"Man, I miss them. I swear to God, bro," he says. "There's actually a pie place in LA. I met this Aussie guy - he was a media dude - and he said there was a place that sold pies and stuff. But it's Australian. I feel like I'm betraying New Zealand if I go there. I've got a really big craving for them."
On court, Adams seems to ooze time when he plays, moving without rush or concern, but with an eagerness to be involved in everything he can.
Plenty is made of Adams' physical style and ability to get under opponents' skin by not backing down , with five players tossed from games this year for lashing out at the Kiwi.
He laughs when asked why he seems to grind opponents so much. "I just go out there and try to play as hard as I can. I do exactly what the coaches say. If they say ‘go and make sure you hit dudes', then I'm like ‘OK, I'll hit dudes'. People get mad and they hit me. It's kind of like a routine, really. It's pretty weird."
It's only in the last fortnight that Adams has really started capturing the headlines in the US.
During his league MVP acceptance speech, Durant gave Adams an emotional tribute - talking about his admiration for the Kiwi's affable character, and journey from Rotorua to OKC. "You mean a lot to me, and you inspire me too," Durant said.
Last week, The New York Times ran a big article on Adams, saluting the "unvarnished naivete" of the Kiwi's physical approach to the game.
Featuring in the United States' biggest newspaper didn't interest Adams. "I'm not disrespecting The New York Times or anything, but I don't care [about being in there]. But the MVP speech - that meant a lot more just because he's a team-mate and the fact that I never talk about my background, at all.
"Obviously with the New Zealand stuff, I always brag about New Zealand. But my own story - I never talk about it at all. He [Durant] said that he looked it up - and I was like ‘wow, here's someone who cares'. So, yeah, I felt differently towards him."
Adams hopes to head back to New Zealand after the playoffs finish, but isn't sure for how long.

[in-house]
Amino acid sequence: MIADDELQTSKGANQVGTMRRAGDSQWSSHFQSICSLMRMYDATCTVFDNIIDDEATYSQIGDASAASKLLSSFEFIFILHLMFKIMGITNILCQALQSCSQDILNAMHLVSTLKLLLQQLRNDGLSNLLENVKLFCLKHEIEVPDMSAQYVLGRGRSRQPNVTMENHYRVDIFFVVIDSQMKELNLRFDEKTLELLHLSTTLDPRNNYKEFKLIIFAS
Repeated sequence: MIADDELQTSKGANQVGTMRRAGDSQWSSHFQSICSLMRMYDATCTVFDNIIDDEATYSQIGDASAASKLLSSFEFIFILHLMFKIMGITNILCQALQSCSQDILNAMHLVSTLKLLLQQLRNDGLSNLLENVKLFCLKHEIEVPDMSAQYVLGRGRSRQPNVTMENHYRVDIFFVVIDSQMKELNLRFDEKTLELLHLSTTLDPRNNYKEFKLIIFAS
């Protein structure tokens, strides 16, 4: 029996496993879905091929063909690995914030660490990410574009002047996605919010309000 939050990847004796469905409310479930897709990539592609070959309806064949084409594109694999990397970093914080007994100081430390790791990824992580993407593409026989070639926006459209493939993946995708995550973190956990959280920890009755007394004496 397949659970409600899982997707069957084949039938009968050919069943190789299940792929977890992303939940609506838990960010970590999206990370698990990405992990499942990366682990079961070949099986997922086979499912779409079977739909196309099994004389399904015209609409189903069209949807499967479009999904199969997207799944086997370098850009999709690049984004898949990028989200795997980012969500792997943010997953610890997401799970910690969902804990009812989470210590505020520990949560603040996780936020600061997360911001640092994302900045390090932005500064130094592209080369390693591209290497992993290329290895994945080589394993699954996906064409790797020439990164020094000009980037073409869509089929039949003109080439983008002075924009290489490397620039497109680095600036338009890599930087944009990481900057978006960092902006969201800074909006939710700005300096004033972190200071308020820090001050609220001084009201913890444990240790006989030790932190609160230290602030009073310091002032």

Despite his success this year, he acknowledges he still has plenty to learn as a basketballer - and plans to spend the majority of his off-season in Oklahoma City working on his game. That drive to improve means Adams will probably miss the Tall Blacks' World Cup campaign in Spain later this year.
Learning from the team's big names - and veterans - Durant, Westbrook and Ibaka has provided Adams with his biggest lessons as a basketballer this season.
"All of them repeat the same thing. You've got to get into a routine, and stick through it. That's all I've been doing. Depending on what your routine is, that's how far you'll go." Amongst all the older heads, Adams identifies with Fisher the most.
"I literally try to do everything Fish does," Adams says of the veteran point guard, who won five NBA titles with the Lakers.
"If Fish eats egg whites, I'll eat egg whites. I'd never eat egg whites - but he just ate egg whites, so I did it too. Whatever he does, I'll do. I always mimic him - and it seems to be working for me, as far as the routine goes."
How about lessons learnt as a man? One who has gone from raw potential to NBA first-class in one season. A bloke who has gone from college player to one of New Zealand's biggest name athletes, while still retaining an open sense of humour about the journey - and his own future.
"Shit, that's a hard one, bro," he says.
"I guess, just learn to be myself."
Adams laughs, and slaps the door of his locker.
"That's way cheesy, bro. It's super cheesy. Make the headline ‘cheesy Adams'."
Anything you say, mate.
- Sunday Star Times